Political / human rights literacy is key to engagement with the democratic process

Last Wednesday I was called to give evidence to the House of Lords Committee on Citizenship and Civic Engagement. Due to the work we do at Shout Out UK and the course we run on Political Literacy, my evidence focused primarily on Political Education. I emphasised that politics is “like a language” and without understanding or knowing that language it is hard for young people to “engage”.

A clear example of this can be seen with our recent collaboration on the Knowing Our Rights Project with Brunel University. The project is looking to expand the debate around Human Rights and we are supporting the outreach work with 30 workshops run in 30 schools across the UK.

Human Rights is a huge issue currently with Brexit and the government’s push towards enhancing national security over privacy, and yet in our visits in schools across the UK (we have currently done 20 out of the 30 planned) it became apparent that many young people did not know or understand their rights. This is but a small example of the very severe lack of political literacy that we are currently witnessing in our educational system.

Political literacy would give us, the next generation, a clear understanding of what politics is, how our society works and why voting is relevant and important. There have been some incredible initiatives undertaken recently by the UK government around voter registration and getting young people to vote. Yet, screaming at us to vote without telling us why or how society and politics works seems a little premature. Like asking someone to run a marathon before being able to walk. You can’t get an entire generation mobilized without first giving them the instruments to understand the system they are supposed to be influencing.

It is great to see the Lords running this committee, maybe we will finally look at this issue seriously, rather than just around elections and referendums. The issue is not apathy itself, it’s why apathy happens. Apathy amongst young people happens because the system has become so complex that people no longer understand it and so get frustrated by it.

We must give schools the tools necessary to deal with this issue because no matter how many times you scream at someone to vote, if that person does not understand the system or why you should vote, he or she will never be engaged in the long run, even though they may vote the one time you asked them to.

It’s the modern equivalent to the old proverb, ‘give a man a fish, you feed him for a day, but teach a man to fish and you feed him for a life time’. In a similar fashion, if we ask young people to vote, they will do it once before getting bored or disillusioned, but if we give them the tools to understand the system, they will remain engaged for a lifetime.

Video of full evidence submission here

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Knowing our Rights workshop at Amery Hill School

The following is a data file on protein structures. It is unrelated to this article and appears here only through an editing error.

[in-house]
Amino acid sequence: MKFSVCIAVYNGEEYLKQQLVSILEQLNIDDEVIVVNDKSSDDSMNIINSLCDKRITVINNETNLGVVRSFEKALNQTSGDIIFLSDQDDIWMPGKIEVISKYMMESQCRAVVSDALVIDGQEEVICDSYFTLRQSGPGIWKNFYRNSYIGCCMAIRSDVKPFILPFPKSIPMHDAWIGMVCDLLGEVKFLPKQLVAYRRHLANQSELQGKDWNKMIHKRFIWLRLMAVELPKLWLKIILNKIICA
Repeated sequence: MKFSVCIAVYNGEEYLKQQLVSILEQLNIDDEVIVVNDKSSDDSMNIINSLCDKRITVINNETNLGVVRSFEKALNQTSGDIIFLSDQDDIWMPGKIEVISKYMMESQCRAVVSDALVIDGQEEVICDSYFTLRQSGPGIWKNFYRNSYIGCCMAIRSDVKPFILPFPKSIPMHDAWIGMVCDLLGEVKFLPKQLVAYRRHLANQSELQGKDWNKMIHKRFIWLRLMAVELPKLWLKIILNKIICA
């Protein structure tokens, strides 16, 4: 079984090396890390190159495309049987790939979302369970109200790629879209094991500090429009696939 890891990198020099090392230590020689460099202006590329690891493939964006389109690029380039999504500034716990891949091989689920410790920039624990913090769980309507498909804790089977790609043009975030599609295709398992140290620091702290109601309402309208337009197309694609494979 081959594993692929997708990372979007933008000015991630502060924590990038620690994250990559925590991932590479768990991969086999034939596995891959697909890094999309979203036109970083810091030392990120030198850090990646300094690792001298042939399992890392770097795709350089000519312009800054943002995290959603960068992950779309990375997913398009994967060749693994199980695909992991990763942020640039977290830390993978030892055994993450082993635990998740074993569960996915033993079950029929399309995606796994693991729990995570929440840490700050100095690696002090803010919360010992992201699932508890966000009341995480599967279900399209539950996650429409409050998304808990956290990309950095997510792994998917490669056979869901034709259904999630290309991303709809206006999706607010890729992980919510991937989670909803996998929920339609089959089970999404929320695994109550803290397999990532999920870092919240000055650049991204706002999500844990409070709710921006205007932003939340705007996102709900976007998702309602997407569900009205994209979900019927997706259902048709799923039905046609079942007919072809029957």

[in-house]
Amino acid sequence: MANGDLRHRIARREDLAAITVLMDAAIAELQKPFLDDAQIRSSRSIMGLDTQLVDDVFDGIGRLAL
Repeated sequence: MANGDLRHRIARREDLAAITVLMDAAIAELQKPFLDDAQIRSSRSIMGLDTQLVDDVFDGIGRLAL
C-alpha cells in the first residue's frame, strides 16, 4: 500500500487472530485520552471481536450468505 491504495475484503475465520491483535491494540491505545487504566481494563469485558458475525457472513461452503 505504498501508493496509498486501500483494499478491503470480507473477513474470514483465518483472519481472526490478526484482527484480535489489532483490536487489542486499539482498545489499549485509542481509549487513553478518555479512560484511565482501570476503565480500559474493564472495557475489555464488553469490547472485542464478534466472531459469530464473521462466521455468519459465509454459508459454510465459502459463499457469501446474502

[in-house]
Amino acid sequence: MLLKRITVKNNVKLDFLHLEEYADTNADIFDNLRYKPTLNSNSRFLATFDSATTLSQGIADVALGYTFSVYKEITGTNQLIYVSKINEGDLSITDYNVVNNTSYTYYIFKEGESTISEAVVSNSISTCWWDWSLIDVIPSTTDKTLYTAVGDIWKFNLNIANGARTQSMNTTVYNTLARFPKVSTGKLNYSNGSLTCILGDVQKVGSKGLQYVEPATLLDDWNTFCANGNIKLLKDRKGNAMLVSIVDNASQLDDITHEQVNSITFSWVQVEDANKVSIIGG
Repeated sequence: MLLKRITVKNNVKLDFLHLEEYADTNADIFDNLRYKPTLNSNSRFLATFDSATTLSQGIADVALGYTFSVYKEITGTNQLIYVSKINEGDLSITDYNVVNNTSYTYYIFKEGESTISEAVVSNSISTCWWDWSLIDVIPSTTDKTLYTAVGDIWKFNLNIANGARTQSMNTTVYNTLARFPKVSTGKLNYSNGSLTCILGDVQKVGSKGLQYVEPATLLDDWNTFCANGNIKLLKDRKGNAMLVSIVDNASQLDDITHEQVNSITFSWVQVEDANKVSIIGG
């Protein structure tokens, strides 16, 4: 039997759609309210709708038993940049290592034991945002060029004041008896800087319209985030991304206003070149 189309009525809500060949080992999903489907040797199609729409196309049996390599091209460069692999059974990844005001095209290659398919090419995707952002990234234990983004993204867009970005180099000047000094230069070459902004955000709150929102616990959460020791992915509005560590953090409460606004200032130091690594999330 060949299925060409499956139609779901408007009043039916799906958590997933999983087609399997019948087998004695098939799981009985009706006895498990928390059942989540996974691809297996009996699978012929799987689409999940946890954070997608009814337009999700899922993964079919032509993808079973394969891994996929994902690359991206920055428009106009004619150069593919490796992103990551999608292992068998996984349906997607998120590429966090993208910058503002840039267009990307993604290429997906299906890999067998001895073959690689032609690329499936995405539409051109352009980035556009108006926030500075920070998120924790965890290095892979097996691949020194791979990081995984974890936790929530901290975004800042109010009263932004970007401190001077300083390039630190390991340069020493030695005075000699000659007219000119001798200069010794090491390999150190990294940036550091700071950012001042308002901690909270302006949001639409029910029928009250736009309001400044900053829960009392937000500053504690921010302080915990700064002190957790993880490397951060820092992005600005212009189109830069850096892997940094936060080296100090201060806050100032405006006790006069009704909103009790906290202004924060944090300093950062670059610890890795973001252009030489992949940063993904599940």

During the course of a full school day we delivered 6 Human Rights Workshops to 150 students in Amery Hill School in Basingstoke. The young people, all from year 10, were incredibly engaged and eager to know their rights. Though they had never engaged with or learned about the subject in the past, it is interesting to note how many of them had an idea of what their rights might be, with freedom of speech and privacy being top of the list in their minds. Not surprising considering the amount of publicity both have gotten in recent years.

It was interesting to note as well that the issues these students care about differ dramatically by group, from abortion to the death penalty. This made for some very interesting debates and speeches at the end of each workshop. The differing interests and topics made each workshop unique and different, underpinning the importance of HRA in all aspects of what we are interested in and care about.

A final observation; after delivering the workshop to over 600 students across the UK, we have seen a clear consensus amongst the next generation that they do not wish to see the HRA be removed or watered down any time soon, and that almost all young people we have spoken to do not wish to leave the EU. A fact we often forget or choose to ignore in the tribal debate of Brexit.

author: Matteo Bergamini, Knowing our Rights partner and founder Shout Out UK

Knowing our rights workshop at St Dominic’s 6th Form College (London)

Last week we delivered a workshop in St Dominic’s 6th Form College for the Knowing Our Rights project we are participating in! The workshop was with 18 students and although some had not looked into their Human Rights before, simply thinking about them in the course of our workshop instinctively made them realise the importance of some of the simpler ones like free speech and right to life.

The class was incredibly engaged from the start making for some powerful speeches at the end! 50% of the students did not agree with the prospect of repealing or changing aspects of our Human Rights, which is a trend we have seen in all schools where the workshop has been delivered so far in this project. The reality is, what the next generation want in relation to Brexit and Human Rights is very different from the they have currently got, which is creating a lot of anger and frustration.

One of the most interesting aspects for the students in this workshop was stop and search. In a classroom with a large number of BAME students, stop and search was often talked about with relation to the HRA.

Britain in Europe Open Society Foundation Goldsmiths University